Who is Kony really? Joseph Rao Kony was born in 1961 Odek, Uganda. He is of the Acholi people, native people of Northern Uganda. Though both his parents were of Christian descent, Kony spent much of his teen years studying under Jamie Brow, his older brother and witch doctor. In January 1986, Kony began one of many premillennialist groups in the wake of the Holy Spirit Movement; a movement inspired by the overthrow of Acholi President Tito Okello. He was persuaded by his relative and the founder of the Holy Spirit Movement Alice Auma to morph his group in order to use military tactics. This was the birth of the Lord’s Resistance Army.
Ironically, though Kony spent much of his early life studying to be a witch doctor, his group is a Christian fundamentalist group bent on “purifying” the Acholi people and Ugandan Government. The goal of the LRA is to establish a theocratic state based on the Ten Commandments and Acholi tradition. In 2005, Kony was indicted by the International court in The Hague, Netherlands for his war crimes and war against humanity. Some of these crimes include having between 60,000 and 100,000 children soldiers and children sex slaves and displacing over 2 million children since 1987. The Kony 2012 film stated that Kony currently has 30,000 children soldiers, an incorrect statement. In the past decade or so, Kony has gathered 30,000 children soldiers. Though Joseph Kony has left Uganda, the group currently operates in northern Uganda, South Sudan, the Democratic Republic of Congo, and the Central African Republic.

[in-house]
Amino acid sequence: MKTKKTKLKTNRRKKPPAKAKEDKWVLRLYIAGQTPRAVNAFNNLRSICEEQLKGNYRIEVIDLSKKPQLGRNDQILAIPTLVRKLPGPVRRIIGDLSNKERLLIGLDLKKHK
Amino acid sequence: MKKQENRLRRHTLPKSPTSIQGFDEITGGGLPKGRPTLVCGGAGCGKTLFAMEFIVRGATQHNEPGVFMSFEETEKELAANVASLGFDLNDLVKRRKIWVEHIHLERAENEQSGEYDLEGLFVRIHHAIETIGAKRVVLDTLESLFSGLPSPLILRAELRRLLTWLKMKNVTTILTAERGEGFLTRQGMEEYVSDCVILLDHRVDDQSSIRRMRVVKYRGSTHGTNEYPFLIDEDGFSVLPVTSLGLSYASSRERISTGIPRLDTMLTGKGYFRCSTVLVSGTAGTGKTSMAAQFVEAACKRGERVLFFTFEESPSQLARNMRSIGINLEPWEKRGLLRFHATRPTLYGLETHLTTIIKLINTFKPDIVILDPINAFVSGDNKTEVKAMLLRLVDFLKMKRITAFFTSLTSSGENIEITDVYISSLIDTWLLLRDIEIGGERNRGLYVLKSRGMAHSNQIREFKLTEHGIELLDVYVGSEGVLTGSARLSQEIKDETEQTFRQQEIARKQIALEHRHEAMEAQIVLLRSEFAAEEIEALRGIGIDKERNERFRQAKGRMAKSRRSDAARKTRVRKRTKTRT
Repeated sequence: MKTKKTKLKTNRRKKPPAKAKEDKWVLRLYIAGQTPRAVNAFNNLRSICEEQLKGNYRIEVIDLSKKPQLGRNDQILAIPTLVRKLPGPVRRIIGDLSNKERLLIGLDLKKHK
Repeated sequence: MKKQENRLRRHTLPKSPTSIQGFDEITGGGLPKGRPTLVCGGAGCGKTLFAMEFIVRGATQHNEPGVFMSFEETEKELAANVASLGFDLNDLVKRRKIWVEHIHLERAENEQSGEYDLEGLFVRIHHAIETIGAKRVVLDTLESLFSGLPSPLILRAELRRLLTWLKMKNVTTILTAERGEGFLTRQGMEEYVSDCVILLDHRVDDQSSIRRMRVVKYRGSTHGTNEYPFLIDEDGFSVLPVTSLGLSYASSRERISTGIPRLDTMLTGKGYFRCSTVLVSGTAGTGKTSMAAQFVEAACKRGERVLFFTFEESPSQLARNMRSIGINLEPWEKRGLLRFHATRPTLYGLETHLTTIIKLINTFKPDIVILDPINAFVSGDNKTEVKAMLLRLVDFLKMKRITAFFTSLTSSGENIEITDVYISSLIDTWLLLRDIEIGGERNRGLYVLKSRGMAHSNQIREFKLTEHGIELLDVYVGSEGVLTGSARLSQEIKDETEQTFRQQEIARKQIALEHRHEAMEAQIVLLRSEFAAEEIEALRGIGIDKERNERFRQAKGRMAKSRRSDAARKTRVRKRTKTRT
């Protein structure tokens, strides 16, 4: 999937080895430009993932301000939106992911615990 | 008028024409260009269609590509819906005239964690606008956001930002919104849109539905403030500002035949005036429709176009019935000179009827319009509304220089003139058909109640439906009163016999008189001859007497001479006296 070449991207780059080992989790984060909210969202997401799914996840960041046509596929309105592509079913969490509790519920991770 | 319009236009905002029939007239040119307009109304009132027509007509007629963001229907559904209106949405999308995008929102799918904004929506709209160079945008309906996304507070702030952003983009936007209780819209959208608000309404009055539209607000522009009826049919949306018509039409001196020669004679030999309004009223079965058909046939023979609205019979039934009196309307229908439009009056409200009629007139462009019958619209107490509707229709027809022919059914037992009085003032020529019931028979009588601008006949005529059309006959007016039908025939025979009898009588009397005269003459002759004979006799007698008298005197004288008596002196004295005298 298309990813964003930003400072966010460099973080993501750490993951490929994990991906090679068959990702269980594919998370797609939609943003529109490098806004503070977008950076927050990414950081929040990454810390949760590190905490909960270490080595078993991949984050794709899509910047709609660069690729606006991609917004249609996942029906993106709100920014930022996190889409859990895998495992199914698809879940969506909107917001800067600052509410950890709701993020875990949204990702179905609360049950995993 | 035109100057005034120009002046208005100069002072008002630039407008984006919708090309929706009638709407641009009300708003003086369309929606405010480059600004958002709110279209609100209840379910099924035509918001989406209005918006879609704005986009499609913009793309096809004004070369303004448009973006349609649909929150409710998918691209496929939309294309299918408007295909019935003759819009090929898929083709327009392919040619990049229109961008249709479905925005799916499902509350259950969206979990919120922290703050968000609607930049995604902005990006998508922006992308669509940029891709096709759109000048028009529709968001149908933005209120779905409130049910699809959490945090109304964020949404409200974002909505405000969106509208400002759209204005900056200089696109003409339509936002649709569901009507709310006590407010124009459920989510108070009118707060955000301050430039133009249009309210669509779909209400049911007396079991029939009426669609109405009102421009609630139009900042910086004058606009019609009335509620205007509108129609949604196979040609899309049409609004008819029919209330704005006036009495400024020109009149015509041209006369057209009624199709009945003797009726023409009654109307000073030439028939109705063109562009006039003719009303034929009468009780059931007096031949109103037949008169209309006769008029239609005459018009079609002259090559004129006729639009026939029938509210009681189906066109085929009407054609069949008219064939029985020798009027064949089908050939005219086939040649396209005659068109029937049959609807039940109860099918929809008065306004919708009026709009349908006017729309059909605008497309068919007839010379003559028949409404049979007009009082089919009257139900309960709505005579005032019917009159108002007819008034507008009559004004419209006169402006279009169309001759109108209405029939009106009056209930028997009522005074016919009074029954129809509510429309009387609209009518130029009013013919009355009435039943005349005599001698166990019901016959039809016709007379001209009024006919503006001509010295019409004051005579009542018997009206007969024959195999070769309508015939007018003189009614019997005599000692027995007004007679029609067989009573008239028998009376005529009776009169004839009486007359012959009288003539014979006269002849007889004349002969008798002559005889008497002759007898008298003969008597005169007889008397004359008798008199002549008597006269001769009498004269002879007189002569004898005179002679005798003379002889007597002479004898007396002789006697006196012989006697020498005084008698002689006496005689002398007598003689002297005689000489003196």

But why did the 1980’s spark such a response to the overthrow of the Acholi President? The current Ugandan President Yoweri Museveni was brought about by the National Resistance Army (NRA); which not only herded over 1 million of Ugandan citizens into poorly protected camps that were diseased infested, but slaughtered thousands of Acholi’s in order to put an end to witchcraft and spiritualism. Much of the devastating images depicted in Kony 2012 are actually a result from the NRA, not from Kony. The fact that even the film calls for more military action to support the Ugandan government is just scary. American soldiers are standing shoulder to shoulder with NRA soldiers who should be tried for war crimes and genocide. A disturbing thought to say the least.
Joseph Kony is a monstrous man, everyone can agree to that. His military tactics and use of children soldiers is atrocious. But to say that Kony evaded capture for nearly three decades because the lack of knowledge Americans had on the matter, as Russell insinuates, is just plain ignorant. In fact, America has been involved in the matter since the mid 1990’s. There are several legislative bills concerning military action in Africa in order to bring Kony to justice. However, many of these bills also include giving the NRA extra arms and tactics. After Kony is out of the picture, then how will the NRA disguise their monstrosities? With extra American arms, there is no stopping them from taking over more and more. How will this reflect on the Western world?
Though I applaud Jason Russell for trying to make a difference in the world, the way he presented his argument and project was flawed. Still, at least he did something to show the world that there is an issue occurring in Africa that goes beyond what Susie said about John in math class. It is important for everyone, not just Americans or Westerners, but everyone to become more educated about world conflicts. Everyone is connected, whether we recognize it or not, and everything that happens in the world directly affects each of us. So go ahead and Cover the Night April 20th, but also look at some of the foreign policy bills coming out. Your voice does matter and each of your Governors and Senators know that. Speak out about our foreign policy in other countries and really make a difference. Sometimes, a voice with a strong message is stronger than currency to donations. You are the difference!